Do you have experience with the services I mentioned? Agree or disagree with the recommendations, or have something else to add? Please let me know in the comments below!

Getting a industry job after grad school

You’ve decided to move on from the academic career path after finishing your masters or PhD. Congratulations! However, making the transition out of academia can be hard, intimidating, and lonely. There are so many possible paths, rather than the linear grad school to postdoc to faculty pipeline, and it can feel like you’re leaving your community behind after years in the university system. Here’s some advice that helped me with the transition to my first biotechnology job, and a few things I learned hiring scientists and managing a team at Loyal and Formic Labs. This advice is based on my own experience and the experiences of the people close to me – it won’t be perfectly applicable to fields outside of biotechnology. I’ll cover three key areas: how to find the right position, how to apply and get the job, and how to find your people.

How to find the right position

Narrow down your search space as much as possible

There are over three thousand biotech companies in the Bay Area alone. That’s a huge number compared to the 5-10 schools offering graduate biology degrees. Your first task is to narrow the search space using a few key factors.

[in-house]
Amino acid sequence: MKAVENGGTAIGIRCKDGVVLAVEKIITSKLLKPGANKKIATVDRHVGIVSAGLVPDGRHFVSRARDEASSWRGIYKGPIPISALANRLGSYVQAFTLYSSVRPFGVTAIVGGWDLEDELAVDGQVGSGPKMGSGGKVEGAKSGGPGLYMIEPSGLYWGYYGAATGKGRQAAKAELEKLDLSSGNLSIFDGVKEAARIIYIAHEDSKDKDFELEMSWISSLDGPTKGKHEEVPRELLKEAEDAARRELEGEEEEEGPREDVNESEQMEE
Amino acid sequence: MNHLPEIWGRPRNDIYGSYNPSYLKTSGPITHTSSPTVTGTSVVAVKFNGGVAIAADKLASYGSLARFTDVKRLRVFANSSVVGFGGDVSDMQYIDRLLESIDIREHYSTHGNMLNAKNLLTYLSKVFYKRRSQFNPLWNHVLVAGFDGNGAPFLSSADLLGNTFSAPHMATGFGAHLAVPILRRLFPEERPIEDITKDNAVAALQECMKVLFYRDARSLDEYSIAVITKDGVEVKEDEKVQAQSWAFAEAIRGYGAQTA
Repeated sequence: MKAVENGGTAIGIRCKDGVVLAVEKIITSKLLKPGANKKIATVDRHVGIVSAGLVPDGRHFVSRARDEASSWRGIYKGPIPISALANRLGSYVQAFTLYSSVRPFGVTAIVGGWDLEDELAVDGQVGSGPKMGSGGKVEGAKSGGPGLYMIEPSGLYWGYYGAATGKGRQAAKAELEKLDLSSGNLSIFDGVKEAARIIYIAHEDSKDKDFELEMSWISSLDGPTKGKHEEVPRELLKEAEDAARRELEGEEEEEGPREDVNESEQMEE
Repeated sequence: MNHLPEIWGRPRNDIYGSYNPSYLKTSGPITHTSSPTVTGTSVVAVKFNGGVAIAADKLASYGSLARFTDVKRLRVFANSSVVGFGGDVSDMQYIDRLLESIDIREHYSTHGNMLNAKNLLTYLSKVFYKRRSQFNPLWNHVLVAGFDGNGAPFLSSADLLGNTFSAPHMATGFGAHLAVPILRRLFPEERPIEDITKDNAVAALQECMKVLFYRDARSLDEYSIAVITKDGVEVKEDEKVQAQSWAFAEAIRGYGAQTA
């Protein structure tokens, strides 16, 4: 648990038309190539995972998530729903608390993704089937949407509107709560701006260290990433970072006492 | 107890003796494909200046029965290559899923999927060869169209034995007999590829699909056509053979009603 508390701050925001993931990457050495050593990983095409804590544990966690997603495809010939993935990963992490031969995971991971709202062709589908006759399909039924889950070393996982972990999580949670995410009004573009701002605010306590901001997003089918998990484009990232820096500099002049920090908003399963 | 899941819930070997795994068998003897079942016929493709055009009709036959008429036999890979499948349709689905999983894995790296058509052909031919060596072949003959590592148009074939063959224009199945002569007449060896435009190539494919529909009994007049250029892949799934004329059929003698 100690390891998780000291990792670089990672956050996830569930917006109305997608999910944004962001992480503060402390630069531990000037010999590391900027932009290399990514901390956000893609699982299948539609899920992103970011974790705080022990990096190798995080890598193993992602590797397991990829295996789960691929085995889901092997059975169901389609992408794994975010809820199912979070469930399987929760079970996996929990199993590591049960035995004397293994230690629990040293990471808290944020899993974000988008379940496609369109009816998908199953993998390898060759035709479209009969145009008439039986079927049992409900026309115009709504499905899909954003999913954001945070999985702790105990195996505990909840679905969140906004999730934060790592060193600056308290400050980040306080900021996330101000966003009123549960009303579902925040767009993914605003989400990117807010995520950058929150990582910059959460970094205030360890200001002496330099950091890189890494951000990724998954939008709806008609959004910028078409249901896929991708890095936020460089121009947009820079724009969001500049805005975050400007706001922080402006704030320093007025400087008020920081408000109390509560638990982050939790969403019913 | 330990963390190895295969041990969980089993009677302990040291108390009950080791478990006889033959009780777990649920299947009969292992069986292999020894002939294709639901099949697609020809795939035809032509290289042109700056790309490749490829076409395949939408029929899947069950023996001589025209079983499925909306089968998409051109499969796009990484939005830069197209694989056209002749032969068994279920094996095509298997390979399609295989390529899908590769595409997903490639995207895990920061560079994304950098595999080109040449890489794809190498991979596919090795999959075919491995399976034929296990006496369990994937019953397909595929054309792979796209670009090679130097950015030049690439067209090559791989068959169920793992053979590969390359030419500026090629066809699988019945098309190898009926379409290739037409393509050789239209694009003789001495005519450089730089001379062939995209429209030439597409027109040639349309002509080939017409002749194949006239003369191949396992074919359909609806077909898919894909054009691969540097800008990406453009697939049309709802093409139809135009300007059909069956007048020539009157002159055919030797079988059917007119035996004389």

1. What field do you want to work in? Maybe your PhD research was in gene therapy delivery, and you’d like to stay in that space. Congrats, you just narrowed your search space down to only 88 companies in CA (data from BioPharmGuy, considering gene therapy, RNA and peptide therapy companies).
  2. What company size would you enjoy most? This can be a hard question to answer if you haven’t had a non-academic job before, but you can use clues from grad school. Knowing what you know now, what type of lab would you ideally want to work in? One with a small team and hands-on advisor, or a large lab with many graduate students and postdocs, but limited attention from your advisor? Are you excited or frightened by the idea of working in a new lab with a young advisor, before they’ve gotten tenure? The answers to these questions can steer you towards small and big companies, and towards or away from startups.
  3. Where do you want to live? Geography is an important consideration that shouldn’t be ignored. You now have the flexibility of being independent of the university system – use it to make a choice based on cost of living, proximity to family and friends, hobbies, or the best place to raise a family. Depending on the industry, your best options may be in one of a few hubs.